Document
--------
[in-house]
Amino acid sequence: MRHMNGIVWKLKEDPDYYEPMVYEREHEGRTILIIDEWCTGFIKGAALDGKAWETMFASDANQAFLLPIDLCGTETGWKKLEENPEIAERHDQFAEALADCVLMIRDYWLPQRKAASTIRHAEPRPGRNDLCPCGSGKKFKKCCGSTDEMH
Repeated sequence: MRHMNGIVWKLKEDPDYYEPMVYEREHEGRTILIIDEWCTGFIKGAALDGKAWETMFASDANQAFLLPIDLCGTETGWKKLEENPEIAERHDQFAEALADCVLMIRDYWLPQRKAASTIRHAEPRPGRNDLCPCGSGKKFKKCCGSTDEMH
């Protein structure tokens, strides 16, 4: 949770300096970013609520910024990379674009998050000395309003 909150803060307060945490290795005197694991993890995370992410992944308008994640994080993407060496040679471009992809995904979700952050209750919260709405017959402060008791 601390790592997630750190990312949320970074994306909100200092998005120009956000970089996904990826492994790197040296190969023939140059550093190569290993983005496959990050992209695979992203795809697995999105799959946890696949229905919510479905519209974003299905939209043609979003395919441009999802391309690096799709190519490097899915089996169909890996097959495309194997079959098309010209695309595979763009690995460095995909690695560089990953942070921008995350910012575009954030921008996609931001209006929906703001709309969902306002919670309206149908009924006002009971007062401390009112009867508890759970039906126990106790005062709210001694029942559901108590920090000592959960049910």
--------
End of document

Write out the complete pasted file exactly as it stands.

[in-house]
Amino acid sequence: MRHMNGIVWKLKEDPDYYEPMVYEREHEGRTILIIDEWCTGFIKGAALDGKAWETMFASDANQAFLLPIDLCGTETGWKKLEENPEIAERHDQFAEALADCVLMIRDYWLPQRKAASTIRHAEPRPGRNDLCPCGSGKKFKKCCGSTDEMH
Repeated sequence: MRHMNGIVWKLKEDPDYYEPMVYEREHEGRTILIIDEWCTGFIKGAALDGKAWETMFASDANQAFLLPIDLCGTETGWKKLEENPEIAERHDQFAEALADCVLMIRDYWLPQRKAASTIRHAEPRPGRNDLCPCGSGKKFKKCCGSTDEMH
């Protein structure tokens, strides 16, 4: 949770300096970013609520910024990379674009998050000395309003 909150803060307060945490290795005197694991993890995370992410992944308008994640994080993407060496040679471009992809995904979700952050209750919260709405017959402060008791 601390790592997630750190990312949320970074994306909100200092998005120009956000970089996904990826492994790197040296190969023939140059550093190569290993983005496959990050992209695979992203795809697995999105799959946890696949229905919510479905519209974003299905939209043609979003395919441009999802391309690096799709190519490097899915089996169909890996097959495309194997079959098309010209695309595979763009690995460095995909690695560089990953942070921008995350910012575009954030921008996609931001209006929906703001709309969902306002919670309206149908009924006002009971007062401390009112009867508890759970039906126990106790005062709210001694029942559901108590920090000592959960049910």